In Which I Nit-Pick
Ahem. Where was I?
Right. Herewith, some word-usage things that drive me bananas. I mean no offense to you if you are a perpetrator of any of these; it is your perfect right, just as it is mine to use the word "parent" as a verb even though to many people that particular usage is, lo, as to the sound of fingernails upon a chalkboard. As are these to me:
1. Unique. According to Dictionary.com, the first two definitions of "Unique" are "existing as the only one or as the sole example; single; solitary" and "having no like or equal; unparalleled; incomparable". Got that? Incomparable. That means: You cannot qualify the word "unique." Something cannot be "more unique" than something else," or "sort of unique," or even "really unique." Either something is unique, like New York City, or it is not, like the legions of Harry Potter knockoffs crowding the children's fiction shelves of a library near you.
2. Nonplussed. Again, Dictionary.com: "filled with bewilderment"; the adjectival form of the verb "nonplus," which means "To put at a loss as to what to think, say, or do; bewilder. " Basically, if you are nonplussed you are taken aback, thrown, knocked for a loop, etc. Which is the opposite of how I've often heard/read it employed. I think that "non" at the beginning throws people off, and they think it means something similar to "nonchalant." But no, no, no: If I say, say, "When he broke the news to her, she was nonplussed" it means "She had ABSOLUTELY NO IDEA he was gay/a Republican/a Vulcan, and was totally freaked out, even though she was trying gamely to be polite," not "She'd known for ages and wondered why he even bothered to make a big deal out of it."
3. Gift, or Gifted. These are, respectively, a noun meaning "a present someone gives you" and an adjective meaning "what your brilliant child, who reads at a college level and can do long division in her head, is". THEY ARE NOT VERBS. There is no good reason for them to be verbs. There is a perfectly good verb that means the same thing that people mean who are going around saying "My great-uncle gifted me with this lovely and yet gigantic urn, but it doesn't fit in my living room so I am going to gift it to my little cousin", and that verb is the verb TO GIVE. As in "My great-uncle gave me this strangely hideous urn." Or "I am going to give it to my very goth little cousin, who might appreciate it better," or, if you must employ the passive voice, "I was given this weird vase by some relative who thinks I like anything black; want to help me smash it up for mosaic pieces?"
I will make an exception for the term "re-gift," on the highly scientific grounds that "re-give" just doesn't sound right.
4. Disagree with. I didn't notice this one much until I became obsessed with the controversy over same-sex marriage in the wake of this year's election. I read a lot, a lot, a lot of blogs and comments and websites and articles, and then I remembered why I am not usually more political: because it makes me tired and cranky and angry and upset to read the opinions of people who seem to me to be so manifestly wrong, and not just wrong about anything but about me and people like me (in one major aspect, anyway). I know if I were a better person, a more political person, I would reach out to and engage with these people and either try to convince them of my rightness, or, even better, to find common ground with them, and thus work to make the world a better place, but I am not a better person and after a while I just stopped reading all those sites.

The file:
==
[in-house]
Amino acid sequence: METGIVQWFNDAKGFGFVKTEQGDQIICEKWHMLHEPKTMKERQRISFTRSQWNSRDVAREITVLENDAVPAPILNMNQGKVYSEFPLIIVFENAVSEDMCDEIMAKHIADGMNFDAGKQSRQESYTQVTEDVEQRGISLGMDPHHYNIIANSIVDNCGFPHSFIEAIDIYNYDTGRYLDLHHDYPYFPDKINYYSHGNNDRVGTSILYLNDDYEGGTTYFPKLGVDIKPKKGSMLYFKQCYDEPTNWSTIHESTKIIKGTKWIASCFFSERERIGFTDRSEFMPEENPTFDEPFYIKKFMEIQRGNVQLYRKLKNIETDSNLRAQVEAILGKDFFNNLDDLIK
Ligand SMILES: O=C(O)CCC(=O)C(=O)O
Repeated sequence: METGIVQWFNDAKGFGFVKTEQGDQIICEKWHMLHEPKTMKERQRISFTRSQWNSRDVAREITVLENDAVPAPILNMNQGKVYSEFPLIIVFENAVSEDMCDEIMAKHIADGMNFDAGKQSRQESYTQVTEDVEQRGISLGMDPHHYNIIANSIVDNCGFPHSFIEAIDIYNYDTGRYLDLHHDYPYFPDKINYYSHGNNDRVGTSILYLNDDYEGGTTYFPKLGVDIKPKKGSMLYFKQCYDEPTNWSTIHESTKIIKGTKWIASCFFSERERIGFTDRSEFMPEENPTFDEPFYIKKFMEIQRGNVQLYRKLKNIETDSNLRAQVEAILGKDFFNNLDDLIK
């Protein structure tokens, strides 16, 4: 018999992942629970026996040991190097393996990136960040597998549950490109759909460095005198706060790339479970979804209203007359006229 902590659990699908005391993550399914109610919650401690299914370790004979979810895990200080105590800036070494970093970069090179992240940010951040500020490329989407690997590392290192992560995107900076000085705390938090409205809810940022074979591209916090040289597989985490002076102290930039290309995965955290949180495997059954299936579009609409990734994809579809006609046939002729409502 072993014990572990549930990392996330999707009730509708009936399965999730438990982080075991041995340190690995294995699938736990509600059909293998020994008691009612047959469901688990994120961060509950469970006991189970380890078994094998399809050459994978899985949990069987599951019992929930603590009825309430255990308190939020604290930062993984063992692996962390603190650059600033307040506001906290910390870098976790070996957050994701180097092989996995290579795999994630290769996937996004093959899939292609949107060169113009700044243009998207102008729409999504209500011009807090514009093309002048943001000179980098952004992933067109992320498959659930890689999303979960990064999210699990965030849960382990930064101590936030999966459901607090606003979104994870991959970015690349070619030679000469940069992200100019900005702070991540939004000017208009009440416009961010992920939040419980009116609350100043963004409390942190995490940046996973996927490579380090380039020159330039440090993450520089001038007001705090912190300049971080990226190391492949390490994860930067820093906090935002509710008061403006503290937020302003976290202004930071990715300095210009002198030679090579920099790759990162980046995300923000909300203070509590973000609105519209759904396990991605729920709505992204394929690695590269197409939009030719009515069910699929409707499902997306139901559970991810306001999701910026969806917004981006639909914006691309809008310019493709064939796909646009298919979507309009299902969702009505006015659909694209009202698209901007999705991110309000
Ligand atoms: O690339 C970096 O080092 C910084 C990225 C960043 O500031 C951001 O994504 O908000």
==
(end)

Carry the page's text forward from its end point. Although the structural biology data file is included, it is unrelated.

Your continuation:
But not before I had noted one very disturbing trend, and that was the tendency of many participants in various debates to start their comments with the phrase "I disagree with gay/same-sex marriage, and..." or even "I disagree with gay/same-sex marriage, but..." This phrase just seemed wrong to me. Not ethically or morally wrong, but wrong in relation to the English language.
I mean, you can disagree with another person ("I disagree with the previous commenter, who wants to destroy traditional marriage") and you can disagree with an idea or philosophy ("I disagree with the notion that church and state should be separate entities") but two people marrying each other is an action, and marriage is a state of being, and you can't disagree with an action or a state or with any non-personified being, for that matter. It would be like me saying "I disagree with exercise," or "I disagree with Mount Vesuvius" which are both meaningless statements. However, I could say "Exercise disagrees with me," or "Volcanic eruptions disagree with me" which are both proper word usage and factually true, although they employ a tertiary meaning of the word "disagree".
Or, if I were to mean what I think most of those commenters mean, I could say "I disapprove of exercise/volcanic eruptions." However, my disapproval is not going to stop other people from going to gyms, or volcanoes from erupting. Nor should it. And I look forward to the day when other people's disapproval of (not disagreement with) same-sex marriage similarly matters not a whit to me and mine.
And in that, I believe I am not unique.
Now you have been given all the English-language curmudgeonliness, and all the political commentary, that I have in me to rant.
I hope it didn't nonplus you.